Alan Rickman: Come on.
Glenn Frey: …Huh.
With the standard Joe Walsh exception, I’ve never found anything particularly interesting or appealing about the Eagles, as a band. As people, they seem either unexceptional or like generic, cardboard-cutout rock star assholes. (I mean, just for starters, there’s Frey’s co-writer culpability for “Get Over It,” Don Henley’s awesome rich-straight-white-guy-splaining anthem; check the YouTube comments for a sweet litany of liver-curdling Mr. Me-Toos.)
Having said that, I will paste the following, which I found a few years back on the Wikipedia (and on the clock, I might add) and which is my favorite thing about the Eagles I‘ve encountered so far.
On July 31, 1980, in Long Beach, California, tempers boiled over into what has been described as the “Long Night at Wrong Beach.” The animosity between Felder and Frey boiled over before the show began, when Felder said, “You’re welcome—I guess,” to California Senator Alan Cranston‘s wife as the politician was thanking the band backstage for performing a benefit for his reelection. Frey and Felder spent the entire show telling each other about the beating each planned to administer backstage. “Only three more songs until I kick your ass, pal,” Frey recalls Felder telling him near the end of the band’s set. Felder recalls Frey telling him during “Best of My Love,” “I’m gonna kick your ass when we get off the stage.”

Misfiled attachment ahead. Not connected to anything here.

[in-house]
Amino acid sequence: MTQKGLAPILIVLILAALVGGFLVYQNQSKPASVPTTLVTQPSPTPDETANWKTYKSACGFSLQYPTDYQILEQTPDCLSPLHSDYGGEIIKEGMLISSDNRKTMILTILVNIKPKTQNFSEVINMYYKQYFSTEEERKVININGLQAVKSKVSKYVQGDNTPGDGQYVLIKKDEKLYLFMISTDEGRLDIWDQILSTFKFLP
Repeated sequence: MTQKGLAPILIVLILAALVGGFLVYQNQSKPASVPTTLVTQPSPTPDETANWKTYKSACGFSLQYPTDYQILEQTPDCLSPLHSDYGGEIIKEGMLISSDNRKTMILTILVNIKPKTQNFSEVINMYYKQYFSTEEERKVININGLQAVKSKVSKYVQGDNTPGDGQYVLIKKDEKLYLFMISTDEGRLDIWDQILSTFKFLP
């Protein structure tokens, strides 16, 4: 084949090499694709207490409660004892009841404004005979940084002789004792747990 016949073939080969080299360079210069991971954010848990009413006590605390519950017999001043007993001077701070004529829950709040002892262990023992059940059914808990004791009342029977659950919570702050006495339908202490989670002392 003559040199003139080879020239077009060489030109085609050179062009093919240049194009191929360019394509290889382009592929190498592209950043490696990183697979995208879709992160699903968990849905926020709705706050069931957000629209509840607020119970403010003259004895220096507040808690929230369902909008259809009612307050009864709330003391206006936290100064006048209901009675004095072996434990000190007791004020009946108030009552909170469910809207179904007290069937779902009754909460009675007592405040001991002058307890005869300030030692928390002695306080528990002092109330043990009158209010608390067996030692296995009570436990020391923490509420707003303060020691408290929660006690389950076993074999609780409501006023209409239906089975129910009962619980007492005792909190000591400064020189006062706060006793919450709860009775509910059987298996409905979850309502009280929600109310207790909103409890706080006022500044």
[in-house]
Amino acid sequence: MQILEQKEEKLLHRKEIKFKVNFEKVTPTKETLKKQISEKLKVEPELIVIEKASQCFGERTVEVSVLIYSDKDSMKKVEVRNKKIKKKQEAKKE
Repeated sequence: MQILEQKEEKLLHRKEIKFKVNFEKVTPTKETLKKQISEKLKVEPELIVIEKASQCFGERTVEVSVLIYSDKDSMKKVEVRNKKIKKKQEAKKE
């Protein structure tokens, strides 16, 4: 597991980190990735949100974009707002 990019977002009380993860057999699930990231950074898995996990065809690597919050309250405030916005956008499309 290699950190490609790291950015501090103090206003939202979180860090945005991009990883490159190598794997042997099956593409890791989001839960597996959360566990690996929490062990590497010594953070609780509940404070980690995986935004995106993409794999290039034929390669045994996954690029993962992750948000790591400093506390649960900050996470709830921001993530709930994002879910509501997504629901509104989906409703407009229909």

So: Goodnight, funnyman. Fare thee well, blues smuggler. Vaya con dios, desperado. I can’t tell you why, new kid in town, but there’s gonna be a heartache tonight—I know.
Take it easy.